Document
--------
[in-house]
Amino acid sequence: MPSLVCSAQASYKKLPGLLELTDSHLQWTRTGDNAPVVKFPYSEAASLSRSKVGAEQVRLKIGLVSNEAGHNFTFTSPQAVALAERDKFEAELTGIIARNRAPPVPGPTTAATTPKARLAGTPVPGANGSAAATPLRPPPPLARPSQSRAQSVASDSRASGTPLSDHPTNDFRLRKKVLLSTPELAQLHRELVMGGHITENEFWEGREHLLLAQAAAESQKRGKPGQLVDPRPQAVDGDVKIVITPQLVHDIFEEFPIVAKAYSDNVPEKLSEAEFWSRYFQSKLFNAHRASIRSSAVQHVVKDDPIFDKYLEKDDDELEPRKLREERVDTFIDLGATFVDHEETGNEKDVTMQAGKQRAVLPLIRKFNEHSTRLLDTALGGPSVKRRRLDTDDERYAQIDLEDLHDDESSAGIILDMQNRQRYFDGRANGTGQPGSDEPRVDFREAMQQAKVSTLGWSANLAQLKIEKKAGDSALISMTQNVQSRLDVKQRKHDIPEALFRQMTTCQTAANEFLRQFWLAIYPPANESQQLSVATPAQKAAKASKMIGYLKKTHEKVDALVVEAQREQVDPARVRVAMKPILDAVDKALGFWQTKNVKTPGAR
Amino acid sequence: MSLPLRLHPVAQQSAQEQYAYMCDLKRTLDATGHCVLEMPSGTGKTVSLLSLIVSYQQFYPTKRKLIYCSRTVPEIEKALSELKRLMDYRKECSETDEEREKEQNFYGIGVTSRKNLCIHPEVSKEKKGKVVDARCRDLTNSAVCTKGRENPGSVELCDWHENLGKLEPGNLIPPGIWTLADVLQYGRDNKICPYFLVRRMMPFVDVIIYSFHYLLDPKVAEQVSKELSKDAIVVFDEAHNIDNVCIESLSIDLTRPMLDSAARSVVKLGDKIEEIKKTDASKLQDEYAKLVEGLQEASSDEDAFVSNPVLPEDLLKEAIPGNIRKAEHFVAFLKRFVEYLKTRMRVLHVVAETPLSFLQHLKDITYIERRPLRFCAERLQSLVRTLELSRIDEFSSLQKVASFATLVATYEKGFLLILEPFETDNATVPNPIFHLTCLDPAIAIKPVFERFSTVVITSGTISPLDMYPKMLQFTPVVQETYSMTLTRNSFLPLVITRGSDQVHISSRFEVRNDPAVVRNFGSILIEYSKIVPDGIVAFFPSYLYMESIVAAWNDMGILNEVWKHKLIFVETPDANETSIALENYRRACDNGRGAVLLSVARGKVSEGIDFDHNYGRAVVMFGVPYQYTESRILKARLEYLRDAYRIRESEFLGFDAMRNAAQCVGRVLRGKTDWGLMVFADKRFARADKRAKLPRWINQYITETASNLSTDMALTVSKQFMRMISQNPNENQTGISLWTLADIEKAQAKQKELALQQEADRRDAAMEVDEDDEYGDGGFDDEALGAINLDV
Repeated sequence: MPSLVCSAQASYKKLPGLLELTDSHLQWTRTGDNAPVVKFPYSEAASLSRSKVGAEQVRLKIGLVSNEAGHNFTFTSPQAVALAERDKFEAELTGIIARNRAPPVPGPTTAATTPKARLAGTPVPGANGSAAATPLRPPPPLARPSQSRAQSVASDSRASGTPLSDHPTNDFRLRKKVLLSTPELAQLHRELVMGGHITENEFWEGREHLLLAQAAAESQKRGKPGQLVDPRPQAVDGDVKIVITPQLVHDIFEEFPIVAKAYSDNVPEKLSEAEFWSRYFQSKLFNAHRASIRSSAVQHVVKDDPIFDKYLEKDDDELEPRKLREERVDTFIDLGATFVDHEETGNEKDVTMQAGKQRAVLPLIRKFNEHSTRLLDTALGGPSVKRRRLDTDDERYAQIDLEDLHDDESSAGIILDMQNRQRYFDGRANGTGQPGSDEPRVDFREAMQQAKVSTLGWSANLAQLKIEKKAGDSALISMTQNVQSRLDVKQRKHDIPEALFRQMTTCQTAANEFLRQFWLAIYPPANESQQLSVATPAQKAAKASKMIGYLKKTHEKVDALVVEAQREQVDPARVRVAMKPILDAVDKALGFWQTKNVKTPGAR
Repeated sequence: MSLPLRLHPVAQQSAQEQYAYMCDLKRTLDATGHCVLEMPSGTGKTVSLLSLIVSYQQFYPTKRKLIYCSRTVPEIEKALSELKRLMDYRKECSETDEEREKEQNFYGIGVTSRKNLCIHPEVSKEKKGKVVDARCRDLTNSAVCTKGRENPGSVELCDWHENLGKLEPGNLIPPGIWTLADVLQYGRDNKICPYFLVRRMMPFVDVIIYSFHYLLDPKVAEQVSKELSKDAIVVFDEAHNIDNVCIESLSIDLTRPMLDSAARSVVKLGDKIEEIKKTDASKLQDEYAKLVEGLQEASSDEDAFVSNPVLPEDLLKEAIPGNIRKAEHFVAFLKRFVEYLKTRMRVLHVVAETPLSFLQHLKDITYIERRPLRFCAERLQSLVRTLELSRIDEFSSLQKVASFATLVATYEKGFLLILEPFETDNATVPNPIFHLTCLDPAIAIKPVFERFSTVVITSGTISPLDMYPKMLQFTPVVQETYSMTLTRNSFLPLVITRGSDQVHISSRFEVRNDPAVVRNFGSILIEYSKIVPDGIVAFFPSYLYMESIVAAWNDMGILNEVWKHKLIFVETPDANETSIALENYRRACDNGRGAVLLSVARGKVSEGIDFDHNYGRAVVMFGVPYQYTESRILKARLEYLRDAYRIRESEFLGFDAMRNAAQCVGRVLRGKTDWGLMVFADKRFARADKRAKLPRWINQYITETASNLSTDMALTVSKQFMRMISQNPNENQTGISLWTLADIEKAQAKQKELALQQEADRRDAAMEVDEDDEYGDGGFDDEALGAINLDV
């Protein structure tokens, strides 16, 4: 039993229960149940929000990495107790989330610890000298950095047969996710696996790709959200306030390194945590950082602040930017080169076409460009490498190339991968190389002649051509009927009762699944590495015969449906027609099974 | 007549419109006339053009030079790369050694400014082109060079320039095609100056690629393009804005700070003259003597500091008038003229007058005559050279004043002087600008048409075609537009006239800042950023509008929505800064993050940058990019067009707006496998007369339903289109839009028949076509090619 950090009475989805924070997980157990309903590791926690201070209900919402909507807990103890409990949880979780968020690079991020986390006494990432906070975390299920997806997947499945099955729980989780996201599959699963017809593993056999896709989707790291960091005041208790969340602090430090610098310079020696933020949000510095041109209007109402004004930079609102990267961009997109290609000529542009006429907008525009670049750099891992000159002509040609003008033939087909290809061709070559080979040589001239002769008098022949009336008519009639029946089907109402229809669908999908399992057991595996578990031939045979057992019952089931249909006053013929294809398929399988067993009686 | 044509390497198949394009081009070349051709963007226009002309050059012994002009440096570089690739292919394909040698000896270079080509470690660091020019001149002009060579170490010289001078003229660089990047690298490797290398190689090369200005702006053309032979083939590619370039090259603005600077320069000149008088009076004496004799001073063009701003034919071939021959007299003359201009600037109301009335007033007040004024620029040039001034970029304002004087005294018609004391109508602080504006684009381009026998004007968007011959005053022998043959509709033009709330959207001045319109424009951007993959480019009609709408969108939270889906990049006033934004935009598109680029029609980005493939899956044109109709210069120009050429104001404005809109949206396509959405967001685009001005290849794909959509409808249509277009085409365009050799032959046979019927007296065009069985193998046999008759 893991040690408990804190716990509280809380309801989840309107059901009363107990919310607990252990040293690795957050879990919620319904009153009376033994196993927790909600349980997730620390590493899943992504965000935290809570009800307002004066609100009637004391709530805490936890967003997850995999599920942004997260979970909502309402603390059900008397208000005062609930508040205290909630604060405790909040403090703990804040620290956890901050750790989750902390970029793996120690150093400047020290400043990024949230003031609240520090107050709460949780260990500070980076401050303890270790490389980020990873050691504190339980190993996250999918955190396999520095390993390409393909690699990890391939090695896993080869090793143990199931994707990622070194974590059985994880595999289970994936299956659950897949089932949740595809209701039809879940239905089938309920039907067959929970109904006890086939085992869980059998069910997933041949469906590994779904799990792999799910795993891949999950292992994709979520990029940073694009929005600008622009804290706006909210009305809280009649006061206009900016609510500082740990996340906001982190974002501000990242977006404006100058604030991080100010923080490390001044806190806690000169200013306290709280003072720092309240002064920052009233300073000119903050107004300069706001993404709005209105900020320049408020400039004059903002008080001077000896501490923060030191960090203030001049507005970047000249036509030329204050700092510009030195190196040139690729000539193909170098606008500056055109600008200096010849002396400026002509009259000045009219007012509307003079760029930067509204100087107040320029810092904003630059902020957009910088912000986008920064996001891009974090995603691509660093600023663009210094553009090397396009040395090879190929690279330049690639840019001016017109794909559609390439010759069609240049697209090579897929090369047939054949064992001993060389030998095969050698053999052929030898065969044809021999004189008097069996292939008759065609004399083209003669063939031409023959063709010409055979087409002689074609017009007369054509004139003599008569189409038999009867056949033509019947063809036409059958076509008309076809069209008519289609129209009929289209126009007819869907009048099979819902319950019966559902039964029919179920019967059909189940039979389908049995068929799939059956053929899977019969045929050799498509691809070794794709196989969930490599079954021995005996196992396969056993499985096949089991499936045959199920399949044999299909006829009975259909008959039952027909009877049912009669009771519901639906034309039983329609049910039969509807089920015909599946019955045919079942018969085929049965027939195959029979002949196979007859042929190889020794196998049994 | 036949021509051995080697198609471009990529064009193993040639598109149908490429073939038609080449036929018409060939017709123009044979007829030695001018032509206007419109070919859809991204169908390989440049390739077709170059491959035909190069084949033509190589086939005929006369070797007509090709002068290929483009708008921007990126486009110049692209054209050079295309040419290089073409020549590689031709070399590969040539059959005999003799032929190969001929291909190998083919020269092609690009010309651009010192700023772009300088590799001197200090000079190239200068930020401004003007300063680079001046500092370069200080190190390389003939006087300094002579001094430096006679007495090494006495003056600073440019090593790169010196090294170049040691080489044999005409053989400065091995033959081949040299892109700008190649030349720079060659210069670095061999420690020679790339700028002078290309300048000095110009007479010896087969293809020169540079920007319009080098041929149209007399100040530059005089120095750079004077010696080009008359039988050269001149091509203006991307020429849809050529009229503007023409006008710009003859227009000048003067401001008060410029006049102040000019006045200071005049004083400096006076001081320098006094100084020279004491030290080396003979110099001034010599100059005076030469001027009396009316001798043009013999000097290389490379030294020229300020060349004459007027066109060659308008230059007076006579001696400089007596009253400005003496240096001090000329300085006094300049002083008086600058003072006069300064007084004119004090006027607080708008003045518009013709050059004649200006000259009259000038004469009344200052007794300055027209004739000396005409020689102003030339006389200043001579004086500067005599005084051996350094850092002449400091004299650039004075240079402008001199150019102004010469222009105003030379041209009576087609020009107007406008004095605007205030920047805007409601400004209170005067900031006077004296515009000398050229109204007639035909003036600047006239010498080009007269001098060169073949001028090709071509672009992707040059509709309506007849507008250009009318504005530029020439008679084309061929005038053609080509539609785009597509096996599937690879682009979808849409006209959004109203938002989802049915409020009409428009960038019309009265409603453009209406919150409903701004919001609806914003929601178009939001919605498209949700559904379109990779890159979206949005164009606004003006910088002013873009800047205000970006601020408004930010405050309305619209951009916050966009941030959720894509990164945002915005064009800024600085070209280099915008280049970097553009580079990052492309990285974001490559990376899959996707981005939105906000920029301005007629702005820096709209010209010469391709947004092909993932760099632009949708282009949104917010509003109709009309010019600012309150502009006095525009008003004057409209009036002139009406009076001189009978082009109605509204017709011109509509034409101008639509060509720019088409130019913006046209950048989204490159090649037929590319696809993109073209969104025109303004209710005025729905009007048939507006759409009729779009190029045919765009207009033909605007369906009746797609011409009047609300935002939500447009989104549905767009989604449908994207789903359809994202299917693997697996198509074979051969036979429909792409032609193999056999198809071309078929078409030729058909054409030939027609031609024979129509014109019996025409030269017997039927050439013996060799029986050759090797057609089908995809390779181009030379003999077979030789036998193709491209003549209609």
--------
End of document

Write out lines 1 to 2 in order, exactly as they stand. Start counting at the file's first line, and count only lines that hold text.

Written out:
[in-house]
Amino acid sequence: MPSLVCSAQASYKKLPGLLELTDSHLQWTRTGDNAPVVKFPYSEAASLSRSKVGAEQVRLKIGLVSNEAGHNFTFTSPQAVALAERDKFEAELTGIIARNRAPPVPGPTTAATTPKARLAGTPVPGANGSAAATPLRPPPPLARPSQSRAQSVASDSRASGTPLSDHPTNDFRLRKKVLLSTPELAQLHRELVMGGHITENEFWEGREHLLLAQAAAESQKRGKPGQLVDPRPQAVDGDVKIVITPQLVHDIFEEFPIVAKAYSDNVPEKLSEAEFWSRYFQSKLFNAHRASIRSSAVQHVVKDDPIFDKYLEKDDDELEPRKLREERVDTFIDLGATFVDHEETGNEKDVTMQAGKQRAVLPLIRKFNEHSTRLLDTALGGPSVKRRRLDTDDERYAQIDLEDLHDDESSAGIILDMQNRQRYFDGRANGTGQPGSDEPRVDFREAMQQAKVSTLGWSANLAQLKIEKKAGDSALISMTQNVQSRLDVKQRKHDIPEALFRQMTTCQTAANEFLRQFWLAIYPPANESQQLSVATPAQKAAKASKMIGYLKKTHEKVDALVVEAQREQVDPARVRVAMKPILDAVDKALGFWQTKNVKTPGAR